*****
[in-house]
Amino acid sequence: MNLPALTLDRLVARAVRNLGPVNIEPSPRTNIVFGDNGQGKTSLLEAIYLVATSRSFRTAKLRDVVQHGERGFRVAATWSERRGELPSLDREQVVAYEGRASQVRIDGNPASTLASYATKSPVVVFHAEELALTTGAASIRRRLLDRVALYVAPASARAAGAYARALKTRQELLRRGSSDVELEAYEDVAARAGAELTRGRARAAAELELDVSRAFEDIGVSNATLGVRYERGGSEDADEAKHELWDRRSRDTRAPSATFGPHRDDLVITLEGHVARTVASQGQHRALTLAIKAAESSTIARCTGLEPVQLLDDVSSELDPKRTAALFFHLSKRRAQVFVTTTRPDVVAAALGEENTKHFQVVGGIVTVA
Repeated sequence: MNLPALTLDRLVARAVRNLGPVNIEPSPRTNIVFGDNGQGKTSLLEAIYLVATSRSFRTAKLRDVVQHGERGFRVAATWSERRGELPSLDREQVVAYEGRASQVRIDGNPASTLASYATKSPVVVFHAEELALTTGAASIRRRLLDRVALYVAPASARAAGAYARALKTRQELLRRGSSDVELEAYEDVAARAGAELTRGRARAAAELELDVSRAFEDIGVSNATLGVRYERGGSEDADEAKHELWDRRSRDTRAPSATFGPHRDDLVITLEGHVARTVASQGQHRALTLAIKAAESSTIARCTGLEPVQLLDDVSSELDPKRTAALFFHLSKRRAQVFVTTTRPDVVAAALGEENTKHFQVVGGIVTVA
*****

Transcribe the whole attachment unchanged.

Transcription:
[in-house]
Amino acid sequence: MNLPALTLDRLVARAVRNLGPVNIEPSPRTNIVFGDNGQGKTSLLEAIYLVATSRSFRTAKLRDVVQHGERGFRVAATWSERRGELPSLDREQVVAYEGRASQVRIDGNPASTLASYATKSPVVVFHAEELALTTGAASIRRRLLDRVALYVAPASARAAGAYARALKTRQELLRRGSSDVELEAYEDVAARAGAELTRGRARAAAELELDVSRAFEDIGVSNATLGVRYERGGSEDADEAKHELWDRRSRDTRAPSATFGPHRDDLVITLEGHVARTVASQGQHRALTLAIKAAESSTIARCTGLEPVQLLDDVSSELDPKRTAALFFHLSKRRAQVFVTTTRPDVVAAALGEENTKHFQVVGGIVTVA
Repeated sequence: MNLPALTLDRLVARAVRNLGPVNIEPSPRTNIVFGDNGQGKTSLLEAIYLVATSRSFRTAKLRDVVQHGERGFRVAATWSERRGELPSLDREQVVAYEGRASQVRIDGNPASTLASYATKSPVVVFHAEELALTTGAASIRRRLLDRVALYVAPASARAAGAYARALKTRQELLRRGSSDVELEAYEDVAARAGAELTRGRARAAAELELDVSRAFEDIGVSNATLGVRYERGGSEDADEAKHELWDRRSRDTRAPSATFGPHRDDLVITLEGHVARTVASQGQHRALTLAIKAAESSTIARCTGLEPVQLLDDVSSELDPKRTAALFFHLSKRRAQVFVTTTRPDVVAAALGEENTKHFQVVGGIVTVA